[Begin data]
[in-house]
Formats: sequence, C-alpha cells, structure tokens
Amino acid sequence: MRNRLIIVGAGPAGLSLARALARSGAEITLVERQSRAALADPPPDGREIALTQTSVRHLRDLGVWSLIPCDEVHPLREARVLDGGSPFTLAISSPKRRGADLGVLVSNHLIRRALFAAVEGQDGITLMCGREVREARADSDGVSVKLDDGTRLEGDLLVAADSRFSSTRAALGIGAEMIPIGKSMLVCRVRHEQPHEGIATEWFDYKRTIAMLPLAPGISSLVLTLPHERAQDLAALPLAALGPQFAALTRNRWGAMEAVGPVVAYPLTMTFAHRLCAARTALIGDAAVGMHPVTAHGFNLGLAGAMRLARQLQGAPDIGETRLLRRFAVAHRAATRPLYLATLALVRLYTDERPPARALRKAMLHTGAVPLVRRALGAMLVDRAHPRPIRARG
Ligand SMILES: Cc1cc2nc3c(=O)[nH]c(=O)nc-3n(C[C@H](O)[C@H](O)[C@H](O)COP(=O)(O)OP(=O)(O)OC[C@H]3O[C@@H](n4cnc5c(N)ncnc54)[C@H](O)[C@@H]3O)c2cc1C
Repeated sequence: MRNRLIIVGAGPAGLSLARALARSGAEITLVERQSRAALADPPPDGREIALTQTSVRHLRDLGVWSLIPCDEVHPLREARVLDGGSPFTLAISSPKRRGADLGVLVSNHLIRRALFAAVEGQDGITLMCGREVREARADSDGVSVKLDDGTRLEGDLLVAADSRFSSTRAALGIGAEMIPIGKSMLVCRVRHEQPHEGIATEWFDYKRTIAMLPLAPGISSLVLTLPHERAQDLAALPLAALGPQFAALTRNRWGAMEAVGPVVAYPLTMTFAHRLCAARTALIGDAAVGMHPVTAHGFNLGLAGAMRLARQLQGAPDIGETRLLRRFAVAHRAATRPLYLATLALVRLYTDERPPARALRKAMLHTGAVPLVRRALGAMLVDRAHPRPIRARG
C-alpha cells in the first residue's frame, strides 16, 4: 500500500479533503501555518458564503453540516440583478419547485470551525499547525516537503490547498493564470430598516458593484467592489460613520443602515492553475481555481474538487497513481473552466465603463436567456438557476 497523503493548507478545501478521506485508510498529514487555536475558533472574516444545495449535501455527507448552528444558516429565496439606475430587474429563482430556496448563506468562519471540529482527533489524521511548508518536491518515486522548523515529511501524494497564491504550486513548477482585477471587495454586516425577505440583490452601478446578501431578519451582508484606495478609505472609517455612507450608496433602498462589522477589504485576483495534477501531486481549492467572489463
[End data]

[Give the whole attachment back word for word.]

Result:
[in-house]
Formats: sequence, C-alpha cells, structure tokens
Amino acid sequence: MRNRLIIVGAGPAGLSLARALARSGAEITLVERQSRAALADPPPDGREIALTQTSVRHLRDLGVWSLIPCDEVHPLREARVLDGGSPFTLAISSPKRRGADLGVLVSNHLIRRALFAAVEGQDGITLMCGREVREARADSDGVSVKLDDGTRLEGDLLVAADSRFSSTRAALGIGAEMIPIGKSMLVCRVRHEQPHEGIATEWFDYKRTIAMLPLAPGISSLVLTLPHERAQDLAALPLAALGPQFAALTRNRWGAMEAVGPVVAYPLTMTFAHRLCAARTALIGDAAVGMHPVTAHGFNLGLAGAMRLARQLQGAPDIGETRLLRRFAVAHRAATRPLYLATLALVRLYTDERPPARALRKAMLHTGAVPLVRRALGAMLVDRAHPRPIRARG
Ligand SMILES: Cc1cc2nc3c(=O)[nH]c(=O)nc-3n(C[C@H](O)[C@H](O)[C@H](O)COP(=O)(O)OP(=O)(O)OC[C@H]3O[C@@H](n4cnc5c(N)ncnc54)[C@H](O)[C@@H]3O)c2cc1C
Repeated sequence: MRNRLIIVGAGPAGLSLARALARSGAEITLVERQSRAALADPPPDGREIALTQTSVRHLRDLGVWSLIPCDEVHPLREARVLDGGSPFTLAISSPKRRGADLGVLVSNHLIRRALFAAVEGQDGITLMCGREVREARADSDGVSVKLDDGTRLEGDLLVAADSRFSSTRAALGIGAEMIPIGKSMLVCRVRHEQPHEGIATEWFDYKRTIAMLPLAPGISSLVLTLPHERAQDLAALPLAALGPQFAALTRNRWGAMEAVGPVVAYPLTMTFAHRLCAARTALIGDAAVGMHPVTAHGFNLGLAGAMRLARQLQGAPDIGETRLLRRFAVAHRAATRPLYLATLALVRLYTDERPPARALRKAMLHTGAVPLVRRALGAMLVDRAHPRPIRARG
C-alpha cells in the first residue's frame, strides 16, 4: 500500500479533503501555518458564503453540516440583478419547485470551525499547525516537503490547498493564470430598516458593484467592489460613520443602515492553475481555481474538487497513481473552466465603463436567456438557476 497523503493548507478545501478521506485508510498529514487555536475558533472574516444545495449535501455527507448552528444558516429565496439606475430587474429563482430556496448563506468562519471540529482527533489524521511548508518536491518515486522548523515529511501524494497564491504550486513548477482585477471587495454586516425577505440583490452601478446578501431578519451582508484606495478609505472609517455612507450608496433602498462589522477589504485576483495534477501531486481549492467572489463